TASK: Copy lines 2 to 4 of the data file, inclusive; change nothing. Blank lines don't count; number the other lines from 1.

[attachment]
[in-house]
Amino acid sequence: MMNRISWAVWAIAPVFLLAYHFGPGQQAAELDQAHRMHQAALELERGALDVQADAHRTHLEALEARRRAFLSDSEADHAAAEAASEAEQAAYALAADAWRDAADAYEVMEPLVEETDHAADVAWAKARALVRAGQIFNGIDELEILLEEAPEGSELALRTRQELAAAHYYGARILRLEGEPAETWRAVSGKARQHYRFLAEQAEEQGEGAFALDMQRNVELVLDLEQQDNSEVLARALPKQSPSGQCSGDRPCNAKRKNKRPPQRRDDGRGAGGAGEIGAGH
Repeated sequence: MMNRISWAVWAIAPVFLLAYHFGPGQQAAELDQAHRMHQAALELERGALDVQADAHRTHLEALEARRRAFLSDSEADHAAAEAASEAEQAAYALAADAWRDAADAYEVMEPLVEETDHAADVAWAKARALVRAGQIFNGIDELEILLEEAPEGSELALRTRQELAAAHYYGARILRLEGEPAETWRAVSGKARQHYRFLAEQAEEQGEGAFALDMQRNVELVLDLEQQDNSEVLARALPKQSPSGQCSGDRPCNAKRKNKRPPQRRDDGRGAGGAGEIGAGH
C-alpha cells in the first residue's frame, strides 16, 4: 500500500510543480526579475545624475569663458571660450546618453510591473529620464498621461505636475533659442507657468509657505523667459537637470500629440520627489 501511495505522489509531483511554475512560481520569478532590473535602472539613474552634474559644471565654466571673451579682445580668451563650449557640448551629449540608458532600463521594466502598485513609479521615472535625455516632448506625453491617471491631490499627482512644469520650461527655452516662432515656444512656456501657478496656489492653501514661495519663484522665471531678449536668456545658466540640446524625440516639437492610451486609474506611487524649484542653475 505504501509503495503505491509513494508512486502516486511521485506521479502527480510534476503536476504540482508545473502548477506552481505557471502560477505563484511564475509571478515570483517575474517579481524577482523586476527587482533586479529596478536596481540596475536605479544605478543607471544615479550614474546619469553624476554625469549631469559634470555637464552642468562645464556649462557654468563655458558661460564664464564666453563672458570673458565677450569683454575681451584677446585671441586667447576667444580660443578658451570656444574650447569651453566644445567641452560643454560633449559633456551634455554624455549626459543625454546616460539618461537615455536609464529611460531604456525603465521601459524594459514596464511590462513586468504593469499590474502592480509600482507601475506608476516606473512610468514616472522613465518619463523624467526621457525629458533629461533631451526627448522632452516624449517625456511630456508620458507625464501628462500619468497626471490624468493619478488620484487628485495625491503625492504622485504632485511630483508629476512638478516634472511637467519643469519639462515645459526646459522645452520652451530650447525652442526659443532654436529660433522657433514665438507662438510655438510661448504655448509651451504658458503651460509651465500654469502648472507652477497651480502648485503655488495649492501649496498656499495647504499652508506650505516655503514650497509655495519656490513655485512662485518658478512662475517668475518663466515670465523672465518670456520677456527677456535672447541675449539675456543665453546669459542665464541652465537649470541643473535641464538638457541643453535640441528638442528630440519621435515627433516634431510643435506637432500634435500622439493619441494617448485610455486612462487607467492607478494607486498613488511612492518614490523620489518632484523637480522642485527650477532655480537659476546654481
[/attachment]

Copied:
Amino acid sequence: MMNRISWAVWAIAPVFLLAYHFGPGQQAAELDQAHRMHQAALELERGALDVQADAHRTHLEALEARRRAFLSDSEADHAAAEAASEAEQAAYALAADAWRDAADAYEVMEPLVEETDHAADVAWAKARALVRAGQIFNGIDELEILLEEAPEGSELALRTRQELAAAHYYGARILRLEGEPAETWRAVSGKARQHYRFLAEQAEEQGEGAFALDMQRNVELVLDLEQQDNSEVLARALPKQSPSGQCSGDRPCNAKRKNKRPPQRRDDGRGAGGAGEIGAGH
Repeated sequence: MMNRISWAVWAIAPVFLLAYHFGPGQQAAELDQAHRMHQAALELERGALDVQADAHRTHLEALEARRRAFLSDSEADHAAAEAASEAEQAAYALAADAWRDAADAYEVMEPLVEETDHAADVAWAKARALVRAGQIFNGIDELEILLEEAPEGSELALRTRQELAAAHYYGARILRLEGEPAETWRAVSGKARQHYRFLAEQAEEQGEGAFALDMQRNVELVLDLEQQDNSEVLARALPKQSPSGQCSGDRPCNAKRKNKRPPQRRDDGRGAGGAGEIGAGH
C-alpha cells in the first residue's frame, strides 16, 4: 500500500510543480526579475545624475569663458571660450546618453510591473529620464498621461505636475533659442507657468509657505523667459537637470500629440520627489 501511495505522489509531483511554475512560481520569478532590473535602472539613474552634474559644471565654466571673451579682445580668451563650449557640448551629449540608458532600463521594466502598485513609479521615472535625455516632448506625453491617471491631490499627482512644469520650461527655452516662432515656444512656456501657478496656489492653501514661495519663484522665471531678449536668456545658466540640446524625440516639437492610451486609474506611487524649484542653475 505504501509503495503505491509513494508512486502516486511521485506521479502527480510534476503536476504540482508545473502548477506552481505557471502560477505563484511564475509571478515570483517575474517579481524577482523586476527587482533586479529596478536596481540596475536605479544605478543607471544615479550614474546619469553624476554625469549631469559634470555637464552642468562645464556649462557654468563655458558661460564664464564666453563672458570673458565677450569683454575681451584677446585671441586667447576667444580660443578658451570656444574650447569651453566644445567641452560643454560633449559633456551634455554624455549626459543625454546616460539618461537615455536609464529611460531604456525603465521601459524594459514596464511590462513586468504593469499590474502592480509600482507601475506608476516606473512610468514616472522613465518619463523624467526621457525629458533629461533631451526627448522632452516624449517625456511630456508620458507625464501628462500619468497626471490624468493619478488620484487628485495625491503625492504622485504632485511630483508629476512638478516634472511637467519643469519639462515645459526646459522645452520652451530650447525652442526659443532654436529660433522657433514665438507662438510655438510661448504655448509651451504658458503651460509651465500654469502648472507652477497651480502648485503655488495649492501649496498656499495647504499652508506650505516655503514650497509655495519656490513655485512662485518658478512662475517668475518663466515670465523672465518670456520677456527677456535672447541675449539675456543665453546669459542665464541652465537649470541643473535641464538638457541643453535640441528638442528630440519621435515627433516634431510643435506637432500634435500622439493619441494617448485610455486612462487607467492607478494607486498613488511612492518614490523620489518632484523637480522642485527650477532655480537659476546654481